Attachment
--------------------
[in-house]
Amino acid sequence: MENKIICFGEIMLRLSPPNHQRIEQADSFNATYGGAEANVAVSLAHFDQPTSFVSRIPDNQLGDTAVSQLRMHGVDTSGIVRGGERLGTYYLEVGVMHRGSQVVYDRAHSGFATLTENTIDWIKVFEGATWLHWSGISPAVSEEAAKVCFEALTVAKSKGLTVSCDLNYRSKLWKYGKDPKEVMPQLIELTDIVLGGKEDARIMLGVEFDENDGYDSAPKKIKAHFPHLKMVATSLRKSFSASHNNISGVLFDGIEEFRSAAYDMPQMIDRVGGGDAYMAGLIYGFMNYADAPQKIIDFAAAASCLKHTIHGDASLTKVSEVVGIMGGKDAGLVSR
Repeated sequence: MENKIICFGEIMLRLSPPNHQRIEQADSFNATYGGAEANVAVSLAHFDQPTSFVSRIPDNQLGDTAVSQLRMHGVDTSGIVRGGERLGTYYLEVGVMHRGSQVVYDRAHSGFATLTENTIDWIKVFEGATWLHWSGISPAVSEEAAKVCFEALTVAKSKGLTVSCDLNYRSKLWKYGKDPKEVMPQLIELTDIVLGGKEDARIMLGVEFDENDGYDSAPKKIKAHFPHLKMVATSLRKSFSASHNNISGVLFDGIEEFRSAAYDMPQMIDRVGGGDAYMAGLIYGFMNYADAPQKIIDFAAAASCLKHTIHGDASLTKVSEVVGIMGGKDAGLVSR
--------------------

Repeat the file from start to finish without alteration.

[in-house]
Amino acid sequence: MENKIICFGEIMLRLSPPNHQRIEQADSFNATYGGAEANVAVSLAHFDQPTSFVSRIPDNQLGDTAVSQLRMHGVDTSGIVRGGERLGTYYLEVGVMHRGSQVVYDRAHSGFATLTENTIDWIKVFEGATWLHWSGISPAVSEEAAKVCFEALTVAKSKGLTVSCDLNYRSKLWKYGKDPKEVMPQLIELTDIVLGGKEDARIMLGVEFDENDGYDSAPKKIKAHFPHLKMVATSLRKSFSASHNNISGVLFDGIEEFRSAAYDMPQMIDRVGGGDAYMAGLIYGFMNYADAPQKIIDFAAAASCLKHTIHGDASLTKVSEVVGIMGGKDAGLVSR
Repeated sequence: MENKIICFGEIMLRLSPPNHQRIEQADSFNATYGGAEANVAVSLAHFDQPTSFVSRIPDNQLGDTAVSQLRMHGVDTSGIVRGGERLGTYYLEVGVMHRGSQVVYDRAHSGFATLTENTIDWIKVFEGATWLHWSGISPAVSEEAAKVCFEALTVAKSKGLTVSCDLNYRSKLWKYGKDPKEVMPQLIELTDIVLGGKEDARIMLGVEFDENDGYDSAPKKIKAHFPHLKMVATSLRKSFSASHNNISGVLFDGIEEFRSAAYDMPQMIDRVGGGDAYMAGLIYGFMNYADAPQKIIDFAAAASCLKHTIHGDASLTKVSEVVGIMGGKDAGLVSR